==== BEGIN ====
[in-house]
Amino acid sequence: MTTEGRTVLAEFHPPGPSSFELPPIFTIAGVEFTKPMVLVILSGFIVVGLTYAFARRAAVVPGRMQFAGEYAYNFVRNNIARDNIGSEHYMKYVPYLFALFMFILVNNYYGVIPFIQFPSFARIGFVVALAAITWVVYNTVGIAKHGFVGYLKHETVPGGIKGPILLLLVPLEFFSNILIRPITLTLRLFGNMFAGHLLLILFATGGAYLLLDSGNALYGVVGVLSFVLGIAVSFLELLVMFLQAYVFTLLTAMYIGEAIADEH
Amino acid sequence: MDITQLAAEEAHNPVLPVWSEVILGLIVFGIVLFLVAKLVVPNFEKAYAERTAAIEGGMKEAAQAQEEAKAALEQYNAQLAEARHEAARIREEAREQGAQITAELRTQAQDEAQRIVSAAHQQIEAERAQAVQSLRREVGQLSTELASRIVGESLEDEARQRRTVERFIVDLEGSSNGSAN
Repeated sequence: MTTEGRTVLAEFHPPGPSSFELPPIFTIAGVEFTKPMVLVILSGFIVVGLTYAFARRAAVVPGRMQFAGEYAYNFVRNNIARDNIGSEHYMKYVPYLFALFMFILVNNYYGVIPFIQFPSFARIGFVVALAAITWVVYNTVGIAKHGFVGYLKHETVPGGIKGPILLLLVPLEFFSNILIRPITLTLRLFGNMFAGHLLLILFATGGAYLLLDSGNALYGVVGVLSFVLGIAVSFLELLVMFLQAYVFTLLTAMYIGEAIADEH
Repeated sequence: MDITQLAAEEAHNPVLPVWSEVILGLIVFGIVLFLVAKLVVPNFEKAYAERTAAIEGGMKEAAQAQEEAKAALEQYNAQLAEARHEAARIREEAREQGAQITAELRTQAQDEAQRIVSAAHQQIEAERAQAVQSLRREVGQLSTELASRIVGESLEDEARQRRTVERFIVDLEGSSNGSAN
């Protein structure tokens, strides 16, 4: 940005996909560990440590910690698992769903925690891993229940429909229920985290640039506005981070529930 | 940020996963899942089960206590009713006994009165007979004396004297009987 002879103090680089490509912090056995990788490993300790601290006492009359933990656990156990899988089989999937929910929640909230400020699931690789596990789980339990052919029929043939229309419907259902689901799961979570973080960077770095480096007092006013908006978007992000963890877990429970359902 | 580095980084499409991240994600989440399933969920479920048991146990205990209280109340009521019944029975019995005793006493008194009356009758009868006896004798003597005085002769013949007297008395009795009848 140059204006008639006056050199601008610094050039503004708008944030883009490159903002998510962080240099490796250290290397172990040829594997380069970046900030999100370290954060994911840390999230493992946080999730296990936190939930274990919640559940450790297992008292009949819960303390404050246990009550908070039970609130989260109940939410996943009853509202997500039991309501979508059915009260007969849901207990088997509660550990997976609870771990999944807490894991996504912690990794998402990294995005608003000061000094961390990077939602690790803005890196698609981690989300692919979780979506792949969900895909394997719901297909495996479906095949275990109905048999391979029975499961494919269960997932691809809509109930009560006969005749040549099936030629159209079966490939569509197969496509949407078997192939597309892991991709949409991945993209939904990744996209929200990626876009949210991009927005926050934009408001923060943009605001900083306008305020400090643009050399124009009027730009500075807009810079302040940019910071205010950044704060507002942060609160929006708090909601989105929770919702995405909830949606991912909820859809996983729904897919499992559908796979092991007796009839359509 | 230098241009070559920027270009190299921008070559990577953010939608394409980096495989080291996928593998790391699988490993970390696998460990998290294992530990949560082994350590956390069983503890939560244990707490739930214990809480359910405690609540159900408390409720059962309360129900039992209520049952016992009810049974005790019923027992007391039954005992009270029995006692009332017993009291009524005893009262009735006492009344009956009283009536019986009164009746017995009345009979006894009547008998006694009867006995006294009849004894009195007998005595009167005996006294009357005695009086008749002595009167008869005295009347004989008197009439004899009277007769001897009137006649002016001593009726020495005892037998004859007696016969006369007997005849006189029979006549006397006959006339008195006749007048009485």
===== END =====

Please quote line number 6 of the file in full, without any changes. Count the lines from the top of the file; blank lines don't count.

């Protein structure tokens, strides 16, 4: 940005996909560990440590910690698992769903925690891993229940429909229920985290640039506005981070529930 | 940020996963899942089960206590009713006994009165007979004396004297009987 002879103090680089490509912090056995990788490993300790601290006492009359933990656990156990899988089989999937929910929640909230400020699931690789596990789980339990052919029929043939229309419907259902689901799961979570973080960077770095480096007092006013908006978007992000963890877990429970359902 | 580095980084499409991240994600989440399933969920479920048991146990205990209280109340009521019944029975019995005793006493008194009356009758009868006896004798003597005085002769013949007297008395009795009848 140059204006008639006056050199601008610094050039503004708008944030883009490159903002998510962080240099490796250290290397172990040829594997380069970046900030999100370290954060994911840390999230493992946080999730296990936190939930274990919640559940450790297992008292009949819960303390404050246990009550908070039970609130989260109940939410996943009853509202997500039991309501979508059915009260007969849901207990088997509660550990997976609870771990999944807490894991996504912690990794998402990294995005608003000061000094961390990077939602690790803005890196698609981690989300692919979780979506792949969900895909394997719901297909495996479906095949275990109905048999391979029975499961494919269960997932691809809509109930009560006969005749040549099936030629159209079966490939569509197969496509949407078997192939597309892991991709949409991945993209939904990744996209929200990626876009949210991009927005926050934009408001923060943009605001900083306008305020400090643009050399124009009027730009500075807009810079302040940019910071205010950044704060507002942060609160929006708090909601989105929770919702995405909830949606991912909820859809996983729904897919499992559908796979092991007796009839359509 | 230098241009070559920027270009190299921008070559990577953010939608394409980096495989080291996928593998790391699988490993970390696998460990998290294992530990949560082994350590956390069983503890939560244990707490739930214990809480359910405690609540159900408390409720059962309360129900039992209520049952016992009810049974005790019923027992007391039954005992009270029995006692009332017993009291009524005893009262009735006492009344009956009283009536019986009164009746017995009345009979006894009547008998006694009867006995006294009849004894009195007998005595009167005996006294009357005695009086008749002595009167008869005295009347004989008197009439004899009277007769001897009137006649002016001593009726020495005892037998004859007696016969006369007997005849006189029979006549006397006959006339008195006749007048009485």